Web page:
Hooking a big fish in the surf is a great accomplishment but fighting it so you can get it up onto the sand takes both skill and patience.
The challenges involved in fishing the surf are infinite but the rewards can be incredibly satisfying. Hooking a big fish is a tremendous personal accomplishment but fighting it so you can land it takes both skill and patience. Having a smart battle plan and using your gear components as effective weapons is critical to success.
Just so you understand the equation, “big” fish are not always huge; some are just extraordinarily strong for their size. Striped bass can be gigantic but are renowned fighters whatever their size. False albacore are known for their tremendous strength even though they are medium-size fish.
Then again, there are some species you’re apt to encounter this season that are both big and powerful like sharks, big rays and black drum. When the battle lines are drawn, be prepared to mentally outwit and physically defeat strong fish that routinely use cunning and guile in order to survive in a very hostile environment.
Check It Off
Before you hit the sand, make sure your equipment package is ready to do battle. Use rods that match the strength of whichever species you are targeting; your reels – especially their drag systems – should complement your combo. Whether using braid or mono, be sure the line is strong and battle-ready. All hardware components need to be in top shape. Losing a big fish to equipment failure of any kind is just sheer agony.
When that surf monster does come along, your first instinct after hooking into a strong fish should be to simply let it make a run. Most species expend a lot of their power in their initial runs but even the strongest fish cannot sustain huge bursts of energy over an extended period of time. The longer the battle lasts, the more the odds swing in your favor.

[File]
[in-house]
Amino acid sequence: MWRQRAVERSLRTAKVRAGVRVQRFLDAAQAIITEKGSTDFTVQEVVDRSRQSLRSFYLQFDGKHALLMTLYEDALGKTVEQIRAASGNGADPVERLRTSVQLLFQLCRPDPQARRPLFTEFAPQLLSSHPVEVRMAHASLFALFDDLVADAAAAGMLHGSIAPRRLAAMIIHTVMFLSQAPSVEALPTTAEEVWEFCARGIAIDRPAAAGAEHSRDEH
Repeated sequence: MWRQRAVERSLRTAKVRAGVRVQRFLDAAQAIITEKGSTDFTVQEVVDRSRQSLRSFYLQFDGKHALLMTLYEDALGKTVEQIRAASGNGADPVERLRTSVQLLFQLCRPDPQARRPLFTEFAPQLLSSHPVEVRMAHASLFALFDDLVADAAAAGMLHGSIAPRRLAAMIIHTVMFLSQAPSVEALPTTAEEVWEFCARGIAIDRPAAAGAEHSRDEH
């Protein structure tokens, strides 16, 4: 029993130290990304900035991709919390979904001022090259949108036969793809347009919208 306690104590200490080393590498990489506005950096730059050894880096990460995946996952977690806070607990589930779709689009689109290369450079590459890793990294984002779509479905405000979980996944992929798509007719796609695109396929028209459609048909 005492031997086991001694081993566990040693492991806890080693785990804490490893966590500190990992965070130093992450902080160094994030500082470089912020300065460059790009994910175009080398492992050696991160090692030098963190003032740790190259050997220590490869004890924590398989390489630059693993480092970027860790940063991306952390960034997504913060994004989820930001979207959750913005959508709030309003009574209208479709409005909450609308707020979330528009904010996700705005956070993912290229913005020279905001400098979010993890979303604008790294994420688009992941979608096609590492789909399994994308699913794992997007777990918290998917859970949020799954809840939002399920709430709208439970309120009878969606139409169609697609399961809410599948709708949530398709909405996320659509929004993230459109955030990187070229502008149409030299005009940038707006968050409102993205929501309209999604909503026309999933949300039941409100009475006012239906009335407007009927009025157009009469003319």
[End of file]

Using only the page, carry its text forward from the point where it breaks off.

Although sometimes nothing can put a stop to blistering run-offs, try turning your rod tip left or right to see if it makes the fish stop its run or at least change its direction. If a fish runs to your right or left, walk with it as it moves along the shoreline. Play the fish; bide your time to take the offensive.
Unfortunately, post-Sandy replenishment has sanded over much of the structure along much of the Central and North Jersey coast in particular. If you still fish from a jetty, groin or other rocky structure, always have in your mind a designated “landing zone” where you can gaff or slide a fish should you hook into something significant. Adjacent sandy shorelines at the base of jetties are great landing zones if you are able to steer the fish to them during the fight.
A sandy shoreline is always my preferred battleground as fighting and landing powerful fish in such locales is very advantageous. Plenty of fighting room is available and there is no danger of losing a fish from my line being cut on sharp rocks or submerged structure. Navigating slippery rocks to retrieve a fish is not necessary; there is no need for a gaff.
Think of your surf stick as a multi-purpose landing tool as well. It serves not only as the delivery system for your rigs and lures but also as your primary weapon when you fight the fish in the ensuing battle. Use your rod to your advantage by moving the tip up, left, down, and right during the combat to confuse and guide your opponent. When a fish pushes left, turn your rod tip hard left: the fish often then reverses its direction. When they push hard right, point your rod tip right to turn them left. These tactics tire your opponent so eventually you are able to steer it into the shallows.
The End Game
While tiring a fish out, do it in a controlled manner. Always keep your line tight but do not use brute force to muscle the fish in. Be sure the drag is set properly, particularly when the fish nears the wash; set so the fish can run off line without snapping it or straightening hooks, but tight enough so the fish has to pay a price in expended energy to do so. Once a fish’s stamina has been impaired, you can make your move to land it.
During the final stage of a struggle, proper drag setting is crucial. A too tight drag can result in lost fish, especially on days when there is rough surf and a strong backwash. Always use incoming waves to your advantage in landing a big fish – but have your drag set so fish sucked back into the wash won’t break the line.
Always be prepared for that “fish of a lifetime” to be on the end of your line. Your gear plays a role in fighting powerful fish but you have to have a preset plan on how to use it. You will win your share of battles with tough fish but you won’t win them all. The ultimate act of reverence toward such fish is to release them so they can fight another day.
|SURF CHECKLIST: 12 RULES OF ENGAGEMENT|